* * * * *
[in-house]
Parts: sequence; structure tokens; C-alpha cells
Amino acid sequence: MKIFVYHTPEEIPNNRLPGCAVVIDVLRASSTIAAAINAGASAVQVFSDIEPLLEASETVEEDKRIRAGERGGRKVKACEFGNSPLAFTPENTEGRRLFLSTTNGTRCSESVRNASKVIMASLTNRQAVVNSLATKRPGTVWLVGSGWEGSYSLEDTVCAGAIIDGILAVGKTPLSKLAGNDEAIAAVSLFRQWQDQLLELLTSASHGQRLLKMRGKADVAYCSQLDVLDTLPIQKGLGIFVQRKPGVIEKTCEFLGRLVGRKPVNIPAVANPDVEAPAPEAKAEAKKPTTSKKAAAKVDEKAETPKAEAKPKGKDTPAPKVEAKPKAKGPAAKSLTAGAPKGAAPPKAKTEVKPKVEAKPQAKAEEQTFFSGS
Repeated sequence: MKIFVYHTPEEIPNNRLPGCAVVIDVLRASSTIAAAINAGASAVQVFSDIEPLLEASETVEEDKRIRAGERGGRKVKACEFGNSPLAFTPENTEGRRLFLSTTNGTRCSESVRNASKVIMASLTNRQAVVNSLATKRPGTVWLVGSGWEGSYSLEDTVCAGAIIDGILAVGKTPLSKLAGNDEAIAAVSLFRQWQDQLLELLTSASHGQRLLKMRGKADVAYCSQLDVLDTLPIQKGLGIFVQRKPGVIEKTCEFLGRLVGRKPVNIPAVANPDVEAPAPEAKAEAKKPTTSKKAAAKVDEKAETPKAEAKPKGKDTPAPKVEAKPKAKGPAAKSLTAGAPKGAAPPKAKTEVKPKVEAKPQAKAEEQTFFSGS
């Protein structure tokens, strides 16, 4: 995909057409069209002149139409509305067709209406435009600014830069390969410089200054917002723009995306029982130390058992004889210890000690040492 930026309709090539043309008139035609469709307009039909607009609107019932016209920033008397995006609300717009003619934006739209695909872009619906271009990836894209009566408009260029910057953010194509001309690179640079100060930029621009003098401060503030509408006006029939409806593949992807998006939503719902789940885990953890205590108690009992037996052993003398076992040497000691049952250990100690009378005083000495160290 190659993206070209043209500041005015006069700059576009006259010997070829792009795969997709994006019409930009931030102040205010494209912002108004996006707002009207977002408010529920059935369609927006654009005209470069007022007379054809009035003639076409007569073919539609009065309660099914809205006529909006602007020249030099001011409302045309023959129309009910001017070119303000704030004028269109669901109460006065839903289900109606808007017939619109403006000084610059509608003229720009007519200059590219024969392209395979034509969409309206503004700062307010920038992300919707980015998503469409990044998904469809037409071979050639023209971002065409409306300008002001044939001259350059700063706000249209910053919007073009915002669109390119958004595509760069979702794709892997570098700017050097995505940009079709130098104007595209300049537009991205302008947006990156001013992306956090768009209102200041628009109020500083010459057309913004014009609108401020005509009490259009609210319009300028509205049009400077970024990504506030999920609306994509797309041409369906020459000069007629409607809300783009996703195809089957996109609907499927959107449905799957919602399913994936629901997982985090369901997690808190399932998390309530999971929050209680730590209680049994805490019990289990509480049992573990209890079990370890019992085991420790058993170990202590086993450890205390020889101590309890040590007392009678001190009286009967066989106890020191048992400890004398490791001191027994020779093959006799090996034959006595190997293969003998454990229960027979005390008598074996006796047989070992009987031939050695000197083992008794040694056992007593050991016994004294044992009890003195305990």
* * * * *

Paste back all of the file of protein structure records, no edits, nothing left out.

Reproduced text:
[in-house]
Parts: sequence; structure tokens; C-alpha cells
Amino acid sequence: MKIFVYHTPEEIPNNRLPGCAVVIDVLRASSTIAAAINAGASAVQVFSDIEPLLEASETVEEDKRIRAGERGGRKVKACEFGNSPLAFTPENTEGRRLFLSTTNGTRCSESVRNASKVIMASLTNRQAVVNSLATKRPGTVWLVGSGWEGSYSLEDTVCAGAIIDGILAVGKTPLSKLAGNDEAIAAVSLFRQWQDQLLELLTSASHGQRLLKMRGKADVAYCSQLDVLDTLPIQKGLGIFVQRKPGVIEKTCEFLGRLVGRKPVNIPAVANPDVEAPAPEAKAEAKKPTTSKKAAAKVDEKAETPKAEAKPKGKDTPAPKVEAKPKAKGPAAKSLTAGAPKGAAPPKAKTEVKPKVEAKPQAKAEEQTFFSGS
Repeated sequence: MKIFVYHTPEEIPNNRLPGCAVVIDVLRASSTIAAAINAGASAVQVFSDIEPLLEASETVEEDKRIRAGERGGRKVKACEFGNSPLAFTPENTEGRRLFLSTTNGTRCSESVRNASKVIMASLTNRQAVVNSLATKRPGTVWLVGSGWEGSYSLEDTVCAGAIIDGILAVGKTPLSKLAGNDEAIAAVSLFRQWQDQLLELLTSASHGQRLLKMRGKADVAYCSQLDVLDTLPIQKGLGIFVQRKPGVIEKTCEFLGRLVGRKPVNIPAVANPDVEAPAPEAKAEAKKPTTSKKAAAKVDEKAETPKAEAKPKGKDTPAPKVEAKPKAKGPAAKSLTAGAPKGAAPPKAKTEVKPKVEAKPQAKAEEQTFFSGS
């Protein structure tokens, strides 16, 4: 995909057409069209002149139409509305067709209406435009600014830069390969410089200054917002723009995306029982130390058992004889210890000690040492 930026309709090539043309008139035609469709307009039909607009609107019932016209920033008397995006609300717009003619934006739209695909872009619906271009990836894209009566408009260029910057953010194509001309690179640079100060930029621009003098401060503030509408006006029939409806593949992807998006939503719902789940885990953890205590108690009992037996052993003398076992040497000691049952250990100690009378005083000495160290 190659993206070209043209500041005015006069700059576009006259010997070829792009795969997709994006019409930009931030102040205010494209912002108004996006707002009207977002408010529920059935369609927006654009005209470069007022007379054809009035003639076409007569073919539609009065309660099914809205006529909006602007020249030099001011409302045309023959129309009910001017070119303000704030004028269109669901109460006065839903289900109606808007017939619109403006000084610059509608003229720009007519200059590219024969392209395979034509969409309206503004700062307010920038992300919707980015998503469409990044998904469809037409071979050639023209971002065409409306300008002001044939001259350059700063706000249209910053919007073009915002669109390119958004595509760069979702794709892997570098700017050097995505940009079709130098104007595209300049537009991205302008947006990156001013992306956090768009209102200041628009109020500083010459057309913004014009609108401020005509009490259009609210319009300028509205049009400077970024990504506030999920609306994509797309041409369906020459000069007629409607809300783009996703195809089957996109609907499927959107449905799957919602399913994936629901997982985090369901997690808190399932998390309530999971929050209680730590209680049994805490019990289990509480049992573990209890079990370890019992085991420790058993170990202590086993450890205390020889101590309890040590007392009678001190009286009967066989106890020191048992400890004398490791001191027994020779093959006799090996034959006595190997293969003998454990229960027979005390008598074996006796047989070992009987031939050695000197083992008794040694056992007593050991016994004294044992009890003195305990």